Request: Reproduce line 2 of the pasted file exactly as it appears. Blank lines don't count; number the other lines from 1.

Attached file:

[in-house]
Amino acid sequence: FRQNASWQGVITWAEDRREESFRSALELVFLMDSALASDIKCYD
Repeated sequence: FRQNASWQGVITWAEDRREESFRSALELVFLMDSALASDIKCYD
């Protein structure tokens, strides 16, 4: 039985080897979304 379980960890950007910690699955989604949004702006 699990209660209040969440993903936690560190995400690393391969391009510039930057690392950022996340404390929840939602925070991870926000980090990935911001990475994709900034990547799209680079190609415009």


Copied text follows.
Amino acid sequence: FRQNASWQGVITWAEDRREESFRSALELVFLMDSALASDIKCYD